There was a time, not so long ago, when almost everyone shook their heads and looked away when we brought up online or social media. Now, it is everywhere and people are engaged in discovering what it can do for their organization.
Locally, here in British Columbia, the Saanich Police Department has done something innovative and a little different. They have set up an ongoing series of podcasts (online audio) and vodcasts (online video) — and are the first police department in Canada to do this.
The City of Calgary is also using social media, and has been for over a year.
I was at a social media conference earlier this year in Las Vegas (it’s a tough job, but someone’s got to go to these things!) and I sat beside a communicator who worked with the U.S. Army, specializing in social media. His role is to work with the troops to make sure that information being uploaded by the men and women in uniform on Facebook, MySpace and YouTube doesn’t inadvertently share key points that might put campaigns or people in jeopardy. He worked on policy and procedure, but also was insightful enough to understand the human element of connection for the troops. He was at the conference looking for ways to better understand how social media could be used and, in his case, effectively managed.
Interestingly enough, one of the speakers at the conference was the head of communications for the U.S. government. The Pentagon is using social media, the White House is in the pool and even Homeland Security sees the value in it. There is an interesting blog post on what some of the government is using by Daya Baran that is worth a read.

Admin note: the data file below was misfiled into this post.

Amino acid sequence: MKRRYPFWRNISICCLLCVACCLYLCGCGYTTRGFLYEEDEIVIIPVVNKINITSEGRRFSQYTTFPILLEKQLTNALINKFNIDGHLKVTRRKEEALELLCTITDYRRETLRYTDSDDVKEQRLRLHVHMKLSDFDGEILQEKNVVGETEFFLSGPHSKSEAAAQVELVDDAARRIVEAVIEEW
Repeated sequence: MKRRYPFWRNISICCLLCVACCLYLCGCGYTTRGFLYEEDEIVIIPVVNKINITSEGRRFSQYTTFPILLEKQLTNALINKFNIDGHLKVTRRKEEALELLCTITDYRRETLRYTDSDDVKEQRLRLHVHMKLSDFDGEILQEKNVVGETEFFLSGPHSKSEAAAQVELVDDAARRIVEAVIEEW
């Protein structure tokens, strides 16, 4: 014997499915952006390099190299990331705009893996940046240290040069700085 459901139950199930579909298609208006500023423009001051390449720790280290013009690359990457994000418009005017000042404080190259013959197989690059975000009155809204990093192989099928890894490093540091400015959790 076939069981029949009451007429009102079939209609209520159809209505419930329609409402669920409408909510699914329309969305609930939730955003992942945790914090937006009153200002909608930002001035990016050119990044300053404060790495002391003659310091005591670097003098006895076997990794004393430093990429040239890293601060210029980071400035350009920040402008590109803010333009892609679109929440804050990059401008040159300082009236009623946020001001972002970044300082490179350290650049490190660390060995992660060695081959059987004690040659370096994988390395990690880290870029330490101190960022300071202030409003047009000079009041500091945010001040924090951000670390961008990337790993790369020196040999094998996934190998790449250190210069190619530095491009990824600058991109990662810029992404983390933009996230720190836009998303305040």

These are all organizations that you wouldn’t expect to be using social media and giving up control of the message. However, they see the value in it. None of them took a leap off a cliff, they did their research, developed a strategy and they built out – and are still building out the social media component of their communications plan to support their overall strategy. They were smart about it. Taking that first step online doesn’t have to be a flying leap into the middle of the ocean, get your feet wet first. Develop a plan and then take small steps as you get used to the water.